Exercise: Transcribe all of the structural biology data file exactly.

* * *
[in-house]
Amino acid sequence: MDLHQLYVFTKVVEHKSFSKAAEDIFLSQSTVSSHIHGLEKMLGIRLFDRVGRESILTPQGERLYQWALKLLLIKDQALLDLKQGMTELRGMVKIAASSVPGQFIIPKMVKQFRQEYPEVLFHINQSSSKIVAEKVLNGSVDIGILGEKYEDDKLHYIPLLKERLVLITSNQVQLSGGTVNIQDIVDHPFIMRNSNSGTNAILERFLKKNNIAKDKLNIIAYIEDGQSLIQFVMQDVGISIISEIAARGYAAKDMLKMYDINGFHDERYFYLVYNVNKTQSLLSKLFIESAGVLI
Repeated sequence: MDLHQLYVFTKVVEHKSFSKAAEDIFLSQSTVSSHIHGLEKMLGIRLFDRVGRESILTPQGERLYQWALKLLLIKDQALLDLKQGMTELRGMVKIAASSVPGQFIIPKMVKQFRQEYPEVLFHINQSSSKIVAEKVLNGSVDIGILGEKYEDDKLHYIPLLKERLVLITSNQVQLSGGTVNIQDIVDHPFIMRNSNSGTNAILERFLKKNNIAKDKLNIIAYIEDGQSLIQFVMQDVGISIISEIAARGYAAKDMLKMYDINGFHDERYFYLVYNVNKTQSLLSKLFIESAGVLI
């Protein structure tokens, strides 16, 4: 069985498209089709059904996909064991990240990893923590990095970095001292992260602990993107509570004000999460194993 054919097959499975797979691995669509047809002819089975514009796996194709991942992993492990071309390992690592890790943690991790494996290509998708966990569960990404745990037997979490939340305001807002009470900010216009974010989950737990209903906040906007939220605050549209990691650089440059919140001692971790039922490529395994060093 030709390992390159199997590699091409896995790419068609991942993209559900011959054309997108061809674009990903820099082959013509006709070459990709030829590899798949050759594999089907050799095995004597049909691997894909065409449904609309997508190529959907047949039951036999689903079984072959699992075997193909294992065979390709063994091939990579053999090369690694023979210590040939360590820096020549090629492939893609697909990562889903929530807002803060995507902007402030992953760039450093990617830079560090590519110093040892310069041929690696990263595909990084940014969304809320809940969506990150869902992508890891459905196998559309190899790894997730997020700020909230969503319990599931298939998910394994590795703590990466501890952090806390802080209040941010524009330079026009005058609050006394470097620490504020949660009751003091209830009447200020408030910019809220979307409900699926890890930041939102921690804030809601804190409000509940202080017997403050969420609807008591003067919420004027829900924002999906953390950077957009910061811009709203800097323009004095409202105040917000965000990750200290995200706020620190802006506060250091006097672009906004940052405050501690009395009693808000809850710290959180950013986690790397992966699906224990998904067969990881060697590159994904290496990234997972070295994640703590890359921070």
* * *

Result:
[in-house]
Amino acid sequence: MDLHQLYVFTKVVEHKSFSKAAEDIFLSQSTVSSHIHGLEKMLGIRLFDRVGRESILTPQGERLYQWALKLLLIKDQALLDLKQGMTELRGMVKIAASSVPGQFIIPKMVKQFRQEYPEVLFHINQSSSKIVAEKVLNGSVDIGILGEKYEDDKLHYIPLLKERLVLITSNQVQLSGGTVNIQDIVDHPFIMRNSNSGTNAILERFLKKNNIAKDKLNIIAYIEDGQSLIQFVMQDVGISIISEIAARGYAAKDMLKMYDINGFHDERYFYLVYNVNKTQSLLSKLFIESAGVLI
Repeated sequence: MDLHQLYVFTKVVEHKSFSKAAEDIFLSQSTVSSHIHGLEKMLGIRLFDRVGRESILTPQGERLYQWALKLLLIKDQALLDLKQGMTELRGMVKIAASSVPGQFIIPKMVKQFRQEYPEVLFHINQSSSKIVAEKVLNGSVDIGILGEKYEDDKLHYIPLLKERLVLITSNQVQLSGGTVNIQDIVDHPFIMRNSNSGTNAILERFLKKNNIAKDKLNIIAYIEDGQSLIQFVMQDVGISIISEIAARGYAAKDMLKMYDINGFHDERYFYLVYNVNKTQSLLSKLFIESAGVLI
């Protein structure tokens, strides 16, 4: 069985498209089709059904996909064991990240990893923590990095970095001292992260602990993107509570004000999460194993 054919097959499975797979691995669509047809002819089975514009796996194709991942992993492990071309390992690592890790943690991790494996290509998708966990569960990404745990037997979490939340305001807002009470900010216009974010989950737990209903906040906007939220605050549209990691650089440059919140001692971790039922490529395994060093 030709390992390159199997590699091409896995790419068609991942993209559900011959054309997108061809674009990903820099082959013509006709070459990709030829590899798949050759594999089907050799095995004597049909691997894909065409449904609309997508190529959907047949039951036999689903079984072959699992075997193909294992065979390709063994091939990579053999090369690694023979210590040939360590820096020549090629492939893609697909990562889903929530807002803060995507902007402030992953760039450093990617830079560090590519110093040892310069041929690696990263595909990084940014969304809320809940969506990150869902992508890891459905196998559309190899790894997730997020700020909230969503319990599931298939998910394994590795703590990466501890952090806390802080209040941010524009330079026009005058609050006394470097620490504020949660009751003091209830009447200020408030910019809220979307409900699926890890930041939102921690804030809601804190409000509940202080017997403050969420609807008591003067919420004027829900924002999906953390950077957009910061811009709203800097323009004095409202105040917000965000990750200290995200706020620190802006506060250091006097672009906004940052405050501690009395009693808000809850710290959180950013986690790397992966699906224990998904067969990881060697590159994904290496990234997972070295994640703590890359921070």